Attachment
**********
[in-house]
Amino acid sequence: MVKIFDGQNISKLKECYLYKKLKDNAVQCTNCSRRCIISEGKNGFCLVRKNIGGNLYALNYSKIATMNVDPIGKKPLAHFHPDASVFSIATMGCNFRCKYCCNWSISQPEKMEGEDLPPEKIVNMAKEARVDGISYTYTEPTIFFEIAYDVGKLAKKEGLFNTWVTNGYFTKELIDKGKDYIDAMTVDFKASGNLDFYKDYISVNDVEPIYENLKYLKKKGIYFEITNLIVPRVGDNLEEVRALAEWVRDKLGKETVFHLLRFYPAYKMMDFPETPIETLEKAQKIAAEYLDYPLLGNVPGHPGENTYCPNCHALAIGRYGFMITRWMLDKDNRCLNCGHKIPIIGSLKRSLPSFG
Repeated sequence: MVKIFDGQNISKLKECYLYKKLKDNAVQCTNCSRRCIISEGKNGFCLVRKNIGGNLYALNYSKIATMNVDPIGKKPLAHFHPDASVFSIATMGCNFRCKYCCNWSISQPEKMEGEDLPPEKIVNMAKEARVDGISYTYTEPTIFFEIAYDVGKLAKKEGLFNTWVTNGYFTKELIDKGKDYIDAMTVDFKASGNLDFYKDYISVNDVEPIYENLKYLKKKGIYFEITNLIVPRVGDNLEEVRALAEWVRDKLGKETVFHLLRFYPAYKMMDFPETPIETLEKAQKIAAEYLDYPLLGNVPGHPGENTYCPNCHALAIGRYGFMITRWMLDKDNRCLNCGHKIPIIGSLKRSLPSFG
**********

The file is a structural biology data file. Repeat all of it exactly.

[in-house]
Amino acid sequence: MVKIFDGQNISKLKECYLYKKLKDNAVQCTNCSRRCIISEGKNGFCLVRKNIGGNLYALNYSKIATMNVDPIGKKPLAHFHPDASVFSIATMGCNFRCKYCCNWSISQPEKMEGEDLPPEKIVNMAKEARVDGISYTYTEPTIFFEIAYDVGKLAKKEGLFNTWVTNGYFTKELIDKGKDYIDAMTVDFKASGNLDFYKDYISVNDVEPIYENLKYLKKKGIYFEITNLIVPRVGDNLEEVRALAEWVRDKLGKETVFHLLRFYPAYKMMDFPETPIETLEKAQKIAAEYLDYPLLGNVPGHPGENTYCPNCHALAIGRYGFMITRWMLDKDNRCLNCGHKIPIIGSLKRSLPSFG
Repeated sequence: MVKIFDGQNISKLKECYLYKKLKDNAVQCTNCSRRCIISEGKNGFCLVRKNIGGNLYALNYSKIATMNVDPIGKKPLAHFHPDASVFSIATMGCNFRCKYCCNWSISQPEKMEGEDLPPEKIVNMAKEARVDGISYTYTEPTIFFEIAYDVGKLAKKEGLFNTWVTNGYFTKELIDKGKDYIDAMTVDFKASGNLDFYKDYISVNDVEPIYENLKYLKKKGIYFEITNLIVPRVGDNLEEVRALAEWVRDKLGKETVFHLLRFYPAYKMMDFPETPIETLEKAQKIAAEYLDYPLLGNVPGHPGENTYCPNCHALAIGRYGFMITRWMLDKDNRCLNCGHKIPIIGSLKRSLPSFG